Matt Kemp Superstar

Clayton Kershaw. That is all.

Just kidding.

The downside of opening day – if there is such a thing – is in being prone to a Cy Young Award-winning stud on his a-game and having the game of his life. And while the Giants are no strangers to dominant Dodgers southpaws, one must wonder if the reigning World Champions would have been better off going up against Sandy Koufax or Fernando Valenzuela in their respective primes to open the 2013 season. Because Monday it seemed like the Giants were facing an amalgam of both.

But, Kershaw’s brilliant shutout gem speaks for itself. The lefthander had all his pitches working, hit the go-ahead home run, and even caused Giants color commentator Mike Krukow to have to issue an uncharacteristic correction by noting Kershaw’s eighth-inning solo bomb was the first of the young phenom’s career.

More compelling (and more cathartic) methinks is to scrutinize Dodgers cornerstone slugger Matt Kemp. For personal reasons, I’ve always had a bit of a chip on my shoulder when it comes to Kemp. Back when he was first breaking into the big leagues, he shot down my Myspace friend request. I’ve carried around the quiet shame of being cyber-slighted ever since.

But now, in addition to feeling slighted, I have a baseball gripe to vent. It’s something of a recurring dichotomy in professional sports. That being – fundamental approach vs. superstar ambition.

In the sixth inning of Monday’s opener, with Kershaw and Matt Cain locked in a brilliant scoreless pitching duel, the Dodgers got their best offensive opportunity of the game when Giants right fielder Hunter Pence lost a ball in the sun, enabling Mark Ellis to motor into second base with a leadoff double.

So, Kemp came to the plate with Ellis on second on no outs. And in being careful to the Dodgers’ marquee slugger, Cain fell behind in the count to 2-1. With Kemp crowding the plate as he is notorious for doing, Cain threw a lazy little slider to the outside corner. Kemp saw it early and looked to tee off, but got out front just enough that he pulled the gimme offering foul.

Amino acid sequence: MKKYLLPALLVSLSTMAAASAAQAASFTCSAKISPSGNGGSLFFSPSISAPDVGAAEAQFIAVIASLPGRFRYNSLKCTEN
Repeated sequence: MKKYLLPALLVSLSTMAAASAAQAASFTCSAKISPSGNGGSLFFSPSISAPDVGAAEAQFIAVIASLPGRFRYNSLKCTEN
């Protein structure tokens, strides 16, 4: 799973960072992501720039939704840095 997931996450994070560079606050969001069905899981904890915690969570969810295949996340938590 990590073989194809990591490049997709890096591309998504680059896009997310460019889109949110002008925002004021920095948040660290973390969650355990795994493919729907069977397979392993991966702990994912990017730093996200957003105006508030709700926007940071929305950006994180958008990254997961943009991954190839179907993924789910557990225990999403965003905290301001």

What made it a gimme offering is that Cain was essentially giving the Dodgers a runner-at-third-with-one-out opportunity. All Kemp had to do was give himself up, ground the ball to the right side, and move Ellis over to third. That would be the fundamental approach.

At every level other than the big leagues, such fundamentals are the essence of baseball. But not in the show. In the show, superstar ambition is a viable, accepted, and often respected approach to the game. It is even rewarded, as contract negotiations often boil down to the minutia of a few mere batting-average points, or a lone RBI that marks the difference between statistical plateaus. In the case of Kemp though, his approach is unlikely a payday ploy, as prior to the 2012 season he signed a megadeal with the Dodgers that runs thru 2019.

So, the only other fuel for the fire of superstar ambition I can figure is good, old-fashioned ego. (Matt, you’re welcome to drop me a Myspace PM and tell me otherwise.)

Kemp’s eventual sixth-inning groundout to third base may be incidental. Cain went on to shut down the heart of the Dodgers batting order by striking out Adrian Gonzalez and Andre Ethier. And the big picture regarding the Dodgers not being able to manufacture a run in the sixth may too be incidental.

Because with the way Kershaw was throwing, he could have gone 15 shutout innings. And when a team throws Sandy Koufax and Fernando Valenzuela all in one at you, it’s only a matter of time before they claim the victory.

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